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Gus Kenworthy Is Becoming The Face Of The 2018 Olympics, Here's Why It's Important

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Writing stories like these is always tough. Part of me wants to avoid it all together so I don’t have to deal with the negativity. At the same time, I realize how important it is to use your voice when you have a platform to do so. When I first started at Barstool, Chaps approached me and said, “write about what’s interesting to you and you’ll do your best work.” So that’s what I’m going to do. Besides, with the Olympics right around the corner, there’s no better time to bring it up.

You may or may not have noticed the buzz surrounding the number of gay athletes competing in this year’s Olympics. There are thirteen total out-Olympians who will be traveling to Pyeongchang to compete for their respective countries. Of those thirteen, none have generated more buzz than US slopestyle/free skier, Gus Kenworthy. Gus came onto the scene four years ago as a relatively unknown twenty-two-year-old slopestyle skier in the 2014 Sochi Olympics.

Slopestyle:

Despite winning a silver medal, it wasn’t until after he came out in 2015 that he started to gain mainstream popularity. Fast-forward three years and he’s quickly become one of the biggest faces of the Olympic games. Thanks in part not only to his skill as a skier, but his authenticity as a person. He’s appeared on Ellen.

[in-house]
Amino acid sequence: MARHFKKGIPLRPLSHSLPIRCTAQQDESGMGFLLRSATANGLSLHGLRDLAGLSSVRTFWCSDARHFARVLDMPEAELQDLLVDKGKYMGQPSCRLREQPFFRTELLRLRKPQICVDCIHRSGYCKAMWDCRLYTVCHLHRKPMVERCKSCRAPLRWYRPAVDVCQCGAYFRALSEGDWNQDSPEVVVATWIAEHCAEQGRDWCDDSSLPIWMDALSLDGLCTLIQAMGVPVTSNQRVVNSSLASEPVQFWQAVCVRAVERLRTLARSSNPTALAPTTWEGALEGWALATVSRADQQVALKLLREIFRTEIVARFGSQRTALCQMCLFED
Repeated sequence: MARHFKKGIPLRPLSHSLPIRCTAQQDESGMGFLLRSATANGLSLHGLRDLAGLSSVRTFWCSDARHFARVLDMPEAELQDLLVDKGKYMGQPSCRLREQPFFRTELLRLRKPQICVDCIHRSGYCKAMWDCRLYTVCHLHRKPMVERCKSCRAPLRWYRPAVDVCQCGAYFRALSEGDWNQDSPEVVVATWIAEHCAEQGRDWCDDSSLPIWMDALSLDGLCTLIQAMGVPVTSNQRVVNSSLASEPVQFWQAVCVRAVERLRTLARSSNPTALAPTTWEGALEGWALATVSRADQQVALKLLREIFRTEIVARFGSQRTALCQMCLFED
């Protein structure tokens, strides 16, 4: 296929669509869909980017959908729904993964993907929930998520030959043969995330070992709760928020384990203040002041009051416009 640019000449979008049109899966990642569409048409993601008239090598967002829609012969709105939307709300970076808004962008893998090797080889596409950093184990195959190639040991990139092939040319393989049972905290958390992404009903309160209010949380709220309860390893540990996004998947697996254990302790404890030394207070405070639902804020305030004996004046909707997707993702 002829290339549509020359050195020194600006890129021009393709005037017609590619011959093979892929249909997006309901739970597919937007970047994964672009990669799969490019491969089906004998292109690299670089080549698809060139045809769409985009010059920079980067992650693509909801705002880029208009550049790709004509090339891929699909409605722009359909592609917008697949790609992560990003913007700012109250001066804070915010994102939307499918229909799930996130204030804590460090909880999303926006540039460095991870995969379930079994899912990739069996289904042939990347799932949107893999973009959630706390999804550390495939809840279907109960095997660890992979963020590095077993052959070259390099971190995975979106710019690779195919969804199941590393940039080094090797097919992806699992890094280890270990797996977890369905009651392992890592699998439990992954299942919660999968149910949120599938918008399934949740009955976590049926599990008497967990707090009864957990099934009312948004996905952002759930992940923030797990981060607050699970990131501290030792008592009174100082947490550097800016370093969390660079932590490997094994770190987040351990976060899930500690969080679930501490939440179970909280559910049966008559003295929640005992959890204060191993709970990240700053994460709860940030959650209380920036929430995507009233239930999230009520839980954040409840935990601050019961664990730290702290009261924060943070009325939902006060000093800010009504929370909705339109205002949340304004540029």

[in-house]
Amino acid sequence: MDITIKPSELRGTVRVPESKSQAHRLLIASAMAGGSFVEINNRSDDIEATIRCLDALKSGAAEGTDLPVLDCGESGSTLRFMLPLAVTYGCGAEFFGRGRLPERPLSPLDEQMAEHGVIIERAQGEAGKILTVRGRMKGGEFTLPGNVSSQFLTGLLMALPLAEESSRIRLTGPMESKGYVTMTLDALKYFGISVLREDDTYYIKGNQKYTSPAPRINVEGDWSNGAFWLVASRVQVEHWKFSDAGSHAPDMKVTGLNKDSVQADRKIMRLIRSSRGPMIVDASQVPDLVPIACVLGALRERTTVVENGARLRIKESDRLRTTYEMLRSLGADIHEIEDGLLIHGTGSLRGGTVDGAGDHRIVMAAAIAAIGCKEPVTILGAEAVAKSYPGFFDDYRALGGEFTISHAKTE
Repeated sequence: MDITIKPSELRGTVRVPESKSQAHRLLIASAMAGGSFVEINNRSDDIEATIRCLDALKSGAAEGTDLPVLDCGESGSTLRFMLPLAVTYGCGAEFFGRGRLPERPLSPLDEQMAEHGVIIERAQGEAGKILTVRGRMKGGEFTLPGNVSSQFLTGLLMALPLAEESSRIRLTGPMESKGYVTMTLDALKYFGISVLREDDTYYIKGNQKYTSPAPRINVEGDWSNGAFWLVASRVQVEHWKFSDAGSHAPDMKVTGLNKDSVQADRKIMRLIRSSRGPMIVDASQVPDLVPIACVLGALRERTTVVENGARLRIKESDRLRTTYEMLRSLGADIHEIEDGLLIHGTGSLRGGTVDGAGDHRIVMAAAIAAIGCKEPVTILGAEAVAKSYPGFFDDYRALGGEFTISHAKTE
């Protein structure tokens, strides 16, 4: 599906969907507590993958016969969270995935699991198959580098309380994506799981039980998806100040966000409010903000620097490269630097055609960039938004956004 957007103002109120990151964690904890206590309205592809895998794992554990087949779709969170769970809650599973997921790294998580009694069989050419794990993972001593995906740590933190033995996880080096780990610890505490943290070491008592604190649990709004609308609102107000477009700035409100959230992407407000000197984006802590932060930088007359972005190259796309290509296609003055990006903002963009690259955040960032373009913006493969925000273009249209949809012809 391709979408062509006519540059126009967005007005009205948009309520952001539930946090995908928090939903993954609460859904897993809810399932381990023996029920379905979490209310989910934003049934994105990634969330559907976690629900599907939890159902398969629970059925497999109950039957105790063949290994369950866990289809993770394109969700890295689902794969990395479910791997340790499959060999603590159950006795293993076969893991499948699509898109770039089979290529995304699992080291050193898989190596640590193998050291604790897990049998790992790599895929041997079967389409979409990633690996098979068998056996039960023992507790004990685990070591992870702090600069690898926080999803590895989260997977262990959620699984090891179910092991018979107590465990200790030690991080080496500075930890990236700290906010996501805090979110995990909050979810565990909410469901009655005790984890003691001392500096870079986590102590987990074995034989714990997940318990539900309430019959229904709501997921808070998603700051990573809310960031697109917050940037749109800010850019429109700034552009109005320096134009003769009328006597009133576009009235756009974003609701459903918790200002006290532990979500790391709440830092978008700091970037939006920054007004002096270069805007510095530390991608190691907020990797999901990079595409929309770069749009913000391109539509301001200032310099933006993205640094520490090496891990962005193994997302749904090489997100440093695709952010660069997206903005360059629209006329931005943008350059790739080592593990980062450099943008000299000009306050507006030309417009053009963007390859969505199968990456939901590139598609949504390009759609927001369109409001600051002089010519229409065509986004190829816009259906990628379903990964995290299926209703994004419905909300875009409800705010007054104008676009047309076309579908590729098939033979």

The Today Show.

Good Morning America.

Been featured in TIME.

Had a ground breaking Head & Shoulders Commercial

And was this year’s recipient of the HRC Visibility Award.

…just to name a few. Big name sponsors like Visa, Toyota, and NBC are lining up to work with him in hopes of spreading a message of inclusiveness and acceptance.

It’s wild to think that someone who was too afraid to come out just three years ago is representing not only the gay community, but our entire country on a global scale. Obviously, it’s important in the sense that it normalizes being gay and shows that LGBT people can compete at the highest level blah blah blah. What’s more important is the fact that it sets a great example for younger kids out there who may be struggling to find themselves. Not everyone realizes they’re gay as a fifth grader watching *Christopher Lowell in their mom’s suburban Massachusetts living room. Some of them need a little more coaxing. Which can be tough when the people they see on TV seem more caricature than human.

About once a week I get a DM from some kid asking for advice on coming out. It reminds me that A. people read what I write (lol) and B. that there are still people out there who actually struggle with this  stuff. Hopefully the publicity around Gus and other gay athletes at the Olympics continues, and hopefully it makes someone’s process a little easier. LET’S GO USA!

*Never Forget